> > > out, we need to save the remainder of the timeout and cancel the
> > > timer. When the thread is context switched in, we need to reinstall
> > > the timer. These timer save/restore operations have to be done in the
> > > switch_to() code near the end of schedule().
> > >
> > > There are situations where hrtimer_start() may end up trying to
> > > acquire the runqueue lock. This happens on a context switch where the
> > > current thread is blocking (not preempted) and the new timeout happens
> > > to be either in the past or just expiring. We've run into such
> > > situations with simple tests.
> > >
> > > On all architectures, but IA-64, it seems thet the runqueue lock is
> > > held until the end of schedule(). On IA-64, the lock is released
> > > BEFORE switch_to() for some reason I don't quite remember. That may
> > > not even be needed anymore.
> > >
> > > The early unlocking is controlled by a macro named
> > > __ARCH_WANT_UNLOCKED_CTXSW. Defining this macros on X86 (or PPC) fixed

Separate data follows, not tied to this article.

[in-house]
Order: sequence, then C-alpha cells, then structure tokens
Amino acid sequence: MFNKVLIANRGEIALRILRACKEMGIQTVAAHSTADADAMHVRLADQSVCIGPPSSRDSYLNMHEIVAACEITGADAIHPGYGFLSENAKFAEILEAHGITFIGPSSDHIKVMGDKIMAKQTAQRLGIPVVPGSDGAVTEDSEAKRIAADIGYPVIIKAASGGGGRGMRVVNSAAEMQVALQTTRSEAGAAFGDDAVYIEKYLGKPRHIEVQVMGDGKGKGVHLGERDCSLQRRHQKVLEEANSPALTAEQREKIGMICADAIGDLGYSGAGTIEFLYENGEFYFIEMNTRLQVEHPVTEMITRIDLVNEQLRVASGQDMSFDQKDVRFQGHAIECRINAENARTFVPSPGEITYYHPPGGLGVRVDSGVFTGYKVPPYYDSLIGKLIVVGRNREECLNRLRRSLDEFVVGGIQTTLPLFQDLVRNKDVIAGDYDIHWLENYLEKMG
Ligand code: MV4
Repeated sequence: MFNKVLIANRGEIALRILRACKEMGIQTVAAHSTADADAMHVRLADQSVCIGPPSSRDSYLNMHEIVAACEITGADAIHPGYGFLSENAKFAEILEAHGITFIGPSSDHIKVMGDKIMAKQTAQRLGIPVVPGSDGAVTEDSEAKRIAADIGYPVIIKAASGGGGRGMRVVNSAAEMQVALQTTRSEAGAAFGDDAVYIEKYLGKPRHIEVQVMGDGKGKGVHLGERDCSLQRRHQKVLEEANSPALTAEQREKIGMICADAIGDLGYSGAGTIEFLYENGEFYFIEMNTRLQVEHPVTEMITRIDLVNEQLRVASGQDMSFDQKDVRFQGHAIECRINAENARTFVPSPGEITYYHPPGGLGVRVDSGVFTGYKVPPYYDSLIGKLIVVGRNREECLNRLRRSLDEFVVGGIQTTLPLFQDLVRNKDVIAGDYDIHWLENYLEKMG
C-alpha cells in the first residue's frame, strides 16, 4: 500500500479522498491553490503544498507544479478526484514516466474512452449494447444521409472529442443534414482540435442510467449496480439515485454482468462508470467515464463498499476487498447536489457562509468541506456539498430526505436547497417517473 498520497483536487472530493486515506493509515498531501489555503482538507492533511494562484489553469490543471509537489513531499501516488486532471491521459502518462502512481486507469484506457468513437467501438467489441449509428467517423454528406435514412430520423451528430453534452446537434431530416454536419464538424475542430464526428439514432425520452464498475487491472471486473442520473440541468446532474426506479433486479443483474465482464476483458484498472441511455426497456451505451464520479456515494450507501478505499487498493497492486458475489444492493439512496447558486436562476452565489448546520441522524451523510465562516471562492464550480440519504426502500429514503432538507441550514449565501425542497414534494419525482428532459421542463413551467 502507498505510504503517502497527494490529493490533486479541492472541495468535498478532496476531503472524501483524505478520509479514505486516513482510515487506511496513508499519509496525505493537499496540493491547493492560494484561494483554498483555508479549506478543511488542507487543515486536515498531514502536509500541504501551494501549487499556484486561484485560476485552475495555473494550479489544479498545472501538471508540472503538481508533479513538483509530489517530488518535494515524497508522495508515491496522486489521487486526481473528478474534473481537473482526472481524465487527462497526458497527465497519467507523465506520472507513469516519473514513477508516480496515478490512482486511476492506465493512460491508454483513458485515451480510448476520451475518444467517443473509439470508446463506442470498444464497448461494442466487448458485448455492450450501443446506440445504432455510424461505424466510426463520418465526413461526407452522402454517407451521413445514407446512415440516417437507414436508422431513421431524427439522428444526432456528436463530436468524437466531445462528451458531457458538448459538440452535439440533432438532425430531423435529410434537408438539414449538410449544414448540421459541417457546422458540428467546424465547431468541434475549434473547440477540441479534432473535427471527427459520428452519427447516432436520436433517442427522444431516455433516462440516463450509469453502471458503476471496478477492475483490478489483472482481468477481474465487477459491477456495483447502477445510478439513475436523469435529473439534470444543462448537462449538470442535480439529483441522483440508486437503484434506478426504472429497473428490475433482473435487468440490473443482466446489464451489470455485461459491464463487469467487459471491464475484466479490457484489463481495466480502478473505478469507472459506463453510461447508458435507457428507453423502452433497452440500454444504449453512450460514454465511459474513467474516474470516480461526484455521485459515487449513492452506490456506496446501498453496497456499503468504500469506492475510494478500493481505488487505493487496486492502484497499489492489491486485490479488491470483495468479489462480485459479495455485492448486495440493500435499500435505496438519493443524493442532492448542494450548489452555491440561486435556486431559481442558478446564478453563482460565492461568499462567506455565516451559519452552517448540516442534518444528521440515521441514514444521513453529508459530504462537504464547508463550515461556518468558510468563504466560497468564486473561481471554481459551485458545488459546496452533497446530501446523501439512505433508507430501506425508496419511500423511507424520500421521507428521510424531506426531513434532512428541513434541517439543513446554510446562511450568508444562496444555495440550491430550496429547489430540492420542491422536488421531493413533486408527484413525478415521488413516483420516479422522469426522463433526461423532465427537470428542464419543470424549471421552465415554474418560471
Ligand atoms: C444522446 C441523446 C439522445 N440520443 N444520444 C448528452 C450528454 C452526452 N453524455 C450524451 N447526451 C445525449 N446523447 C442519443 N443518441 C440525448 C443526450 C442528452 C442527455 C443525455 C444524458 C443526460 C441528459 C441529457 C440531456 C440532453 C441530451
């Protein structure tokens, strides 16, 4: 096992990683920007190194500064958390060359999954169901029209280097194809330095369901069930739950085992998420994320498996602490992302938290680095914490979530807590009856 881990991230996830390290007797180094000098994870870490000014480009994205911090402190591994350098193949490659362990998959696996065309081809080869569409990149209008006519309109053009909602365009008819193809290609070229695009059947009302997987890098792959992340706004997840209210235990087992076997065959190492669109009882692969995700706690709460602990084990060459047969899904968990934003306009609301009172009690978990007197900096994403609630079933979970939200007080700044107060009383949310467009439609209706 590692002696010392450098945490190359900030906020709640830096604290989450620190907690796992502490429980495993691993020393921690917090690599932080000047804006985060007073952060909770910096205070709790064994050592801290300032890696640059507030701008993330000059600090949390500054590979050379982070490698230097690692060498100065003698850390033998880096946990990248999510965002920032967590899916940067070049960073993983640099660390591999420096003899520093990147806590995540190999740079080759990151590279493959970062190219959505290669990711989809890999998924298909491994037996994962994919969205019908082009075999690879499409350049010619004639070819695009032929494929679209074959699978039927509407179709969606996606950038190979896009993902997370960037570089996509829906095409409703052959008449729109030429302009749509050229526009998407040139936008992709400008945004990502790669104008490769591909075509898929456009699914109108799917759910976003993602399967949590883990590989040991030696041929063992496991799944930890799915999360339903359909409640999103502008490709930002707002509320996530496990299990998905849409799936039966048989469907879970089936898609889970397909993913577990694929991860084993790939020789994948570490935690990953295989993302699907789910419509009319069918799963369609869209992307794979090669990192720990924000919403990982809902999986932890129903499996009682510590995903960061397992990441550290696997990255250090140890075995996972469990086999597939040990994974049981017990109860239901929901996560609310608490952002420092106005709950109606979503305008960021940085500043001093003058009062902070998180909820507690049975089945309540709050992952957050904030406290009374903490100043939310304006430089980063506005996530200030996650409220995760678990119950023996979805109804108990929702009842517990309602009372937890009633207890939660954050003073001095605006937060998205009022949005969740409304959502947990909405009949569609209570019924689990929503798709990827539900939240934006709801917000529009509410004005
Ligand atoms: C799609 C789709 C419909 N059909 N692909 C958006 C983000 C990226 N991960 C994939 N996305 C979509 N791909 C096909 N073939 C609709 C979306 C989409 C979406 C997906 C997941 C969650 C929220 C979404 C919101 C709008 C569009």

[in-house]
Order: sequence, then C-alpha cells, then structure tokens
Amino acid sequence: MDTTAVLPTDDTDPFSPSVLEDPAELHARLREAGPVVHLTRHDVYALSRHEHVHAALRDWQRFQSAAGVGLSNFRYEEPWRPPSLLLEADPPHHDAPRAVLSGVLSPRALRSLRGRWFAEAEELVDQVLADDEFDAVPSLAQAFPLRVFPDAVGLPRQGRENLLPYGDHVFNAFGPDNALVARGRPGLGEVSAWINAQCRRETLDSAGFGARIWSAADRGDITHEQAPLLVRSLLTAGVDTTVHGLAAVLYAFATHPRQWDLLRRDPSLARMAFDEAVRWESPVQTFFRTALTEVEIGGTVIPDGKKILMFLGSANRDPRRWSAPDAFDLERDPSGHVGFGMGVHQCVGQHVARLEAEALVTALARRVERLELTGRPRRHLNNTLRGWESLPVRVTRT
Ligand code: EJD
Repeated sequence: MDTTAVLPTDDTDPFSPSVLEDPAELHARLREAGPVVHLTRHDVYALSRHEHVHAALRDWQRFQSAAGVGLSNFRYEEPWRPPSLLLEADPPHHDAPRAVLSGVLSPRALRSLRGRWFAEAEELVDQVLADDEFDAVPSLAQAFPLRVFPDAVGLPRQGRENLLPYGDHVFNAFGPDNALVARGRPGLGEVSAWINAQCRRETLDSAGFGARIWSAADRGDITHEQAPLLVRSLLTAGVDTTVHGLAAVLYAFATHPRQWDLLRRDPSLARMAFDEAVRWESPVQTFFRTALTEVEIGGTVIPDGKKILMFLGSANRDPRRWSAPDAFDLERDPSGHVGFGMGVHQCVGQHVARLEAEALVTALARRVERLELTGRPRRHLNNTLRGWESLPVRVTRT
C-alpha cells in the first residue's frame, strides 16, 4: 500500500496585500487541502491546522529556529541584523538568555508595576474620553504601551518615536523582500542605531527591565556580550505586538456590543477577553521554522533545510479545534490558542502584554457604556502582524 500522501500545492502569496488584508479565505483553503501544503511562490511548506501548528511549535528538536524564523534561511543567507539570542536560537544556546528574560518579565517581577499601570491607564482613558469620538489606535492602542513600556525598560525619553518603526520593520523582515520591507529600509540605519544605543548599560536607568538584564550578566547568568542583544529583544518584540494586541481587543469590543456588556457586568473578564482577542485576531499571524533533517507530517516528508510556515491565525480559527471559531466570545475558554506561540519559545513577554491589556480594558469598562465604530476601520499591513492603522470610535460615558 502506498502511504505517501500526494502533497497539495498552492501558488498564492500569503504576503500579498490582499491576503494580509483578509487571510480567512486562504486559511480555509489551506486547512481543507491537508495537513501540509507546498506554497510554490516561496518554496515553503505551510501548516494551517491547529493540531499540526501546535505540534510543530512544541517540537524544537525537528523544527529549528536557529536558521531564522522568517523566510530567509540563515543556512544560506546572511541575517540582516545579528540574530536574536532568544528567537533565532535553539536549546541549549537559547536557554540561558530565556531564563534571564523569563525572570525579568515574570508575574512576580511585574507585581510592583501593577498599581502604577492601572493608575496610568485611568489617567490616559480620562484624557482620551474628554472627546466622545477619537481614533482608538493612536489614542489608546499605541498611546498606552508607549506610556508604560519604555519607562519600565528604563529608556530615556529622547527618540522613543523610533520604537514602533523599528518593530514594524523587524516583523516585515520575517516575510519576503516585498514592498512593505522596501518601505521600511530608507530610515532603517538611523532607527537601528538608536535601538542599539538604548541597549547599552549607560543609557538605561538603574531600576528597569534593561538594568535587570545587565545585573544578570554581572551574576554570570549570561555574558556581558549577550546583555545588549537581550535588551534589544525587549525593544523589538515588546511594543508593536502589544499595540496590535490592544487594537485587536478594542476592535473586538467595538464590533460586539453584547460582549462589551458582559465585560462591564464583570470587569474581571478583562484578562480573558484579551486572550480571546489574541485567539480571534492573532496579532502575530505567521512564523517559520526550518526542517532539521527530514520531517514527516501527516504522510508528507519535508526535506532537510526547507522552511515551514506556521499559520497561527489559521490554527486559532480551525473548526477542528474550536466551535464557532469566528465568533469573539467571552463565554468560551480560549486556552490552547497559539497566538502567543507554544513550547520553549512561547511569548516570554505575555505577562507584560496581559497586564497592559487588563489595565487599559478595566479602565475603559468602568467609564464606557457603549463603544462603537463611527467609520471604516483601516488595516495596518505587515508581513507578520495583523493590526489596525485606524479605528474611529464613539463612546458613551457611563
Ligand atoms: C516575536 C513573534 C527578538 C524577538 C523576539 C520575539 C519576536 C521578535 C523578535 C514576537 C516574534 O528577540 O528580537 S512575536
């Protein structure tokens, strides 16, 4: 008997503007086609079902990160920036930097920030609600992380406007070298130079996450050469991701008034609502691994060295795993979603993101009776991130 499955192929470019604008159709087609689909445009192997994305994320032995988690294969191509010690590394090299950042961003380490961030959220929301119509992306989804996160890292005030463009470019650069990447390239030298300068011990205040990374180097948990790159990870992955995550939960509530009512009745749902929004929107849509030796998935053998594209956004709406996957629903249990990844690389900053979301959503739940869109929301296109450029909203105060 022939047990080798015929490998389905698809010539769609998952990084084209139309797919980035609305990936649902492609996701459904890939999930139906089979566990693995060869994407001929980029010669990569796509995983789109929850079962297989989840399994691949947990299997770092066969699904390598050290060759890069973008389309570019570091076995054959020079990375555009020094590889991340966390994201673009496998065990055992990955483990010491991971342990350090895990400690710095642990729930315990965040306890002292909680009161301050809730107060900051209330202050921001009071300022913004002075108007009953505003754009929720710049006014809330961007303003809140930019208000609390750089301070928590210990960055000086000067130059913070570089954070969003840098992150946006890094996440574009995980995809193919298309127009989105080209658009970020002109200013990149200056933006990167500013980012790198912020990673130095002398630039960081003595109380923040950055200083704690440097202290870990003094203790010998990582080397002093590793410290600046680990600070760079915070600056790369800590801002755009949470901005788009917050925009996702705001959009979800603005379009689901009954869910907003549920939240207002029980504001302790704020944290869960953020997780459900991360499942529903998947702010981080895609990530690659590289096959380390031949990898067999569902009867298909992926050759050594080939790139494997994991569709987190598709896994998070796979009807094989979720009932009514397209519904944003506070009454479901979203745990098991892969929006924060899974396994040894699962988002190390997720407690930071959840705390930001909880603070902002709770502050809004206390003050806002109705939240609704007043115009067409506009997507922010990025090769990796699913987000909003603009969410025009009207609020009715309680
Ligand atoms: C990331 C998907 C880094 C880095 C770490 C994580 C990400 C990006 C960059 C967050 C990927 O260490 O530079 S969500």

> > > our problem.
> > >
> > > It is not clear to me why the runqueue lock needs to be held up until
> > > the end of schedule() on some platforms and not on others. Not that
> > > releasing the lock earlier does not necessarily introduce more
> > > overhead because the lock is never re-acquired later in the schedule()
> > > function.
> > >
> > > Question:
> > >    - is it safe to release the lock before switch_to() on all
> > > architectures?
> >
> > I had similar problem when using hrtimers from the scheduler, I extended
> > the HRTIMER_CB_IRQSAFE_NO_SOFTIRQ time type to run with cpu_base->lock
> > unlocked.
> >
> > http://git.kernel.org/?p=linux/kernel/git/mingo/linux-2.6-sched-devel.git;a
> >=commitdiff;h=7e7cbd617833dde5b442e03f69aac39d17d02ec7
> > http://git.kernel.org/?p=linux/kernel/git/mingo/linux-2.6-sched-devel.git;a
> >=commitdiff;h=45d10aad580a5cdd376e80848aeeaaaf1f97cc18
> > http://git.kernel.org/?p=linux/kernel/git/mingo/linux-2.6-sched-devel.git;a